2 answers

My current plan is to go to a one year film college to get a certificate in screenwriting. Many people have mentioned that you really don't need a film degree to get into film, so a certificate is fine. Is this true?

2
100% of 2 Pros
Asked Viewed 207 times
2
100% of 2 Pros

2 answers

Scott’s Answer

0
Updated

Careers in writing have one of the lowest employment ratings after college and non-certified colleges can be worth less than you spend on them. ITT Technical Institute is a great example of certifications that did not pay off. ITT promised individuals careers in technical fields without the hard work of a four year college. These individuals left college with debt and were not any more employable than prior to college.


Look for an accredited university or college to know that the program you are paying for is worth the money you are spending. The playwright and screenwriting courses I attended in college left me with skills that will always be relevant to the industry. Formatting, proofing, copyrighting, and more are all skills that you need if you want a career in screenwriting.


With all of that said, if you love to write then write. IMDBpro offers insights into film jobs and internships in your area. Signing up for a small fee a month, taking on an internship with a film writer, and learning the ropes may be a better investment than college if you have a high aptitude of writing knowledge.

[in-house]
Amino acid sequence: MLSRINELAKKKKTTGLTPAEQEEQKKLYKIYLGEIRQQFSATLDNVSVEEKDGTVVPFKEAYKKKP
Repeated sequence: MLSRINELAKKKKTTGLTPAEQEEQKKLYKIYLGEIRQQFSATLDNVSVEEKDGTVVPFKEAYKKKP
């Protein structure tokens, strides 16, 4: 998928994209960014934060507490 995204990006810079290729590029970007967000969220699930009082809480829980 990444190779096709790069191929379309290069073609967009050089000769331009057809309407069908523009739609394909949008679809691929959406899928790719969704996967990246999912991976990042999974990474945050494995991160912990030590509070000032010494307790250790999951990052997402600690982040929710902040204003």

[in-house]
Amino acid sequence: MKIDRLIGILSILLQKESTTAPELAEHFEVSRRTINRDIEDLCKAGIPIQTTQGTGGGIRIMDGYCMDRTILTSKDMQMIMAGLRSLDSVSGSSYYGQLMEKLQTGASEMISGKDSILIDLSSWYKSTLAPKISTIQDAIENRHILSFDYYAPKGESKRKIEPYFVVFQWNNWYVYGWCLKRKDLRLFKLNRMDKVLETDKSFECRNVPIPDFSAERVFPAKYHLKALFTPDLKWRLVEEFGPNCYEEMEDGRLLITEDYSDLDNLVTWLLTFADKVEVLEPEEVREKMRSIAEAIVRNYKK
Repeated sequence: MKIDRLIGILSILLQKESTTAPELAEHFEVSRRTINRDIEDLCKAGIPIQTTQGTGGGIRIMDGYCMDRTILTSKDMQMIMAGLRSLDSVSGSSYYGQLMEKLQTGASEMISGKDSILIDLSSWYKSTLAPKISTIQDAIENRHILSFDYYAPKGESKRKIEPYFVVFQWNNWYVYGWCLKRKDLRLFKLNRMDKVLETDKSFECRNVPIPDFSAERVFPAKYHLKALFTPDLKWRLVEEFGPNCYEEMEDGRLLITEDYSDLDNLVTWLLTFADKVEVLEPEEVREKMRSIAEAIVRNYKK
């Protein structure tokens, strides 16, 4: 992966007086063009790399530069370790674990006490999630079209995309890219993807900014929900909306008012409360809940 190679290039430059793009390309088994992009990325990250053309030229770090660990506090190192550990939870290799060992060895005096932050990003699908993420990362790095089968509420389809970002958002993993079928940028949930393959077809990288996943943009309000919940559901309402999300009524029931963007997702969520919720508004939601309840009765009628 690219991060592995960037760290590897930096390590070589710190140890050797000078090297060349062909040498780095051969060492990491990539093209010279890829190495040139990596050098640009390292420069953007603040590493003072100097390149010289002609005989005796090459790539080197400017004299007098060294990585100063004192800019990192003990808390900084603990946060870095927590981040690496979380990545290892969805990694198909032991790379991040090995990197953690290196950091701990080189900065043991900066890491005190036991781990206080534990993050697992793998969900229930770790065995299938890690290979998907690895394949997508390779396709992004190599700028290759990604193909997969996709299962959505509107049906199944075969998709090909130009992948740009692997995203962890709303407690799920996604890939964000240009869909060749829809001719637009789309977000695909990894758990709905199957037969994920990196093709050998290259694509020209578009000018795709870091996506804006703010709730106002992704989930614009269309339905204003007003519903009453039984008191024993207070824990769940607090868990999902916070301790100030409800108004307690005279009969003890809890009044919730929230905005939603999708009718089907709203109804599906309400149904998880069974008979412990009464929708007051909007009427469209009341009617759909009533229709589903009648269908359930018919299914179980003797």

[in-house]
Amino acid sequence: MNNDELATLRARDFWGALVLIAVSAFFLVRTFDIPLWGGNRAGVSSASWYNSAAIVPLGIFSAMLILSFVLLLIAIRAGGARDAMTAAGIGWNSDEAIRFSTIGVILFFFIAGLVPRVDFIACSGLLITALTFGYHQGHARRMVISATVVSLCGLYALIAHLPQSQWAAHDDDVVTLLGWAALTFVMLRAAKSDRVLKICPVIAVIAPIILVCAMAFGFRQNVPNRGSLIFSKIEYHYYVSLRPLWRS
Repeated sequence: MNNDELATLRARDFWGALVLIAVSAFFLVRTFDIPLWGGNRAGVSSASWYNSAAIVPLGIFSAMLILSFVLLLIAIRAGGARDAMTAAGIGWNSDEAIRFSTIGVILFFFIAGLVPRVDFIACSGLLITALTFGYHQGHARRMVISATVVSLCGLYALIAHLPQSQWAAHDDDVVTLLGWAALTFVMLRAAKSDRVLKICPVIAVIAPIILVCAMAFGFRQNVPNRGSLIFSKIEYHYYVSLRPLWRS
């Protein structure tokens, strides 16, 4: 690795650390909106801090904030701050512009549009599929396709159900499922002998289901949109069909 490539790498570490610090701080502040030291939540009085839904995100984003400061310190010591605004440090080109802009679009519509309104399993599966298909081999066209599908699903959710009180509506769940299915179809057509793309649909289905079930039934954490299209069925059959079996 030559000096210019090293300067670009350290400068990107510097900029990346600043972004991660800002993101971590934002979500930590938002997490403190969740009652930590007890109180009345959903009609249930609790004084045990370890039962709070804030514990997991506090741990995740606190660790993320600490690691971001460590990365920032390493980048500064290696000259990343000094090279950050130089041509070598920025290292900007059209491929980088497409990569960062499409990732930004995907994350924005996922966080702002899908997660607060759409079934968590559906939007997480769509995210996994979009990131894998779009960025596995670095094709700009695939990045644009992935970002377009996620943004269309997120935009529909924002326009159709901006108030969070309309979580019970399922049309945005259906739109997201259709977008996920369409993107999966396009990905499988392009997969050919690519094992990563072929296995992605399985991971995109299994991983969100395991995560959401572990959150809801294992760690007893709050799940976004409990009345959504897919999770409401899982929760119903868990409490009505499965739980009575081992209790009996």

Scott recommends the following next steps:

  • Consider only accredited universities or colleges.
  • Research and talk to professors about programs at these institutions.
  • If college does not seem like the right fit for you, search for an internship in the field.
  • Evaluate and discuss these options with people in the field of your desired position.
  • Send a tweet to your favorite screenwriter. You never know the answers you might find from someone with a proven track record in the field.
0

Paul’s Answer

0
Updated
The most powerful combination you can have is a combination of formal education and experience. In other words, go to an accredited school (preferably in or near a market town like LA, New York, etc), and get any experience you can in the field. Every job you EVER HAVE from now on should be in or around this industry.

The other side effect of that experience? You meet people. Networking is easily one of the most important things you can build (assuming you have the talent, of course). Work hard, work everywhere you can, and be the kind of person people don't forget.

Good luck!
0